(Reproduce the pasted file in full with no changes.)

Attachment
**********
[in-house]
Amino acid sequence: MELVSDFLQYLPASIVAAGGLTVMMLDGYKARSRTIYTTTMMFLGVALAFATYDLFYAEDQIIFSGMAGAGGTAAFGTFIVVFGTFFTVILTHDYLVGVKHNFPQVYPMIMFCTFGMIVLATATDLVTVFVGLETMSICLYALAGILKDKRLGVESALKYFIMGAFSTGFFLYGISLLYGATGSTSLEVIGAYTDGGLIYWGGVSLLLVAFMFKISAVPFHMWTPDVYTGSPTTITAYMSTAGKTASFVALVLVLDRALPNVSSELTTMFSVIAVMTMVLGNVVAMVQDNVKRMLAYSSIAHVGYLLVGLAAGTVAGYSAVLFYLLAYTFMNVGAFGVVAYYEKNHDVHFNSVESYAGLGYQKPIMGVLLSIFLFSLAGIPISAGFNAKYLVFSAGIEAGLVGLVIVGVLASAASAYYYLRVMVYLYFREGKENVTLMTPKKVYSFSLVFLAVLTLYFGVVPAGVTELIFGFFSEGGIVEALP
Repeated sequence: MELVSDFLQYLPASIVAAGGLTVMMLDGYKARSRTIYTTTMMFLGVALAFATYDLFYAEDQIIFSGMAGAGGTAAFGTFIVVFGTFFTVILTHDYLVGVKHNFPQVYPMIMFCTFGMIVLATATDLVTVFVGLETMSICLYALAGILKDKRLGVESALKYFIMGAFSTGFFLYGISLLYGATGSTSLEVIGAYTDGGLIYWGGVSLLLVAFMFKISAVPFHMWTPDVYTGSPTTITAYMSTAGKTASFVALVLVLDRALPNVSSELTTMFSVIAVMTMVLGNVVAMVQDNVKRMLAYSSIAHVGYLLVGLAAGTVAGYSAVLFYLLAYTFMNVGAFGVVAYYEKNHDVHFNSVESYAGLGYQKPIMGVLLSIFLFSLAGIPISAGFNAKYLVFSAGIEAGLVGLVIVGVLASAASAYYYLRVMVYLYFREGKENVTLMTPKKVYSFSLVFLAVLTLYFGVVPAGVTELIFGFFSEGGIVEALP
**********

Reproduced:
[in-house]
Amino acid sequence: MELVSDFLQYLPASIVAAGGLTVMMLDGYKARSRTIYTTTMMFLGVALAFATYDLFYAEDQIIFSGMAGAGGTAAFGTFIVVFGTFFTVILTHDYLVGVKHNFPQVYPMIMFCTFGMIVLATATDLVTVFVGLETMSICLYALAGILKDKRLGVESALKYFIMGAFSTGFFLYGISLLYGATGSTSLEVIGAYTDGGLIYWGGVSLLLVAFMFKISAVPFHMWTPDVYTGSPTTITAYMSTAGKTASFVALVLVLDRALPNVSSELTTMFSVIAVMTMVLGNVVAMVQDNVKRMLAYSSIAHVGYLLVGLAAGTVAGYSAVLFYLLAYTFMNVGAFGVVAYYEKNHDVHFNSVESYAGLGYQKPIMGVLLSIFLFSLAGIPISAGFNAKYLVFSAGIEAGLVGLVIVGVLASAASAYYYLRVMVYLYFREGKENVTLMTPKKVYSFSLVFLAVLTLYFGVVPAGVTELIFGFFSEGGIVEALP
Repeated sequence: MELVSDFLQYLPASIVAAGGLTVMMLDGYKARSRTIYTTTMMFLGVALAFATYDLFYAEDQIIFSGMAGAGGTAAFGTFIVVFGTFFTVILTHDYLVGVKHNFPQVYPMIMFCTFGMIVLATATDLVTVFVGLETMSICLYALAGILKDKRLGVESALKYFIMGAFSTGFFLYGISLLYGATGSTSLEVIGAYTDGGLIYWGGVSLLLVAFMFKISAVPFHMWTPDVYTGSPTTITAYMSTAGKTASFVALVLVLDRALPNVSSELTTMFSVIAVMTMVLGNVVAMVQDNVKRMLAYSSIAHVGYLLVGLAAGTVAGYSAVLFYLLAYTFMNVGAFGVVAYYEKNHDVHFNSVESYAGLGYQKPIMGVLLSIFLFSLAGIPISAGFNAKYLVFSAGIEAGLVGLVIVGVLASAASAYYYLRVMVYLYFREGKENVTLMTPKKVYSFSLVFLAVLTLYFGVVPAGVTELIFGFFSEGGIVEALP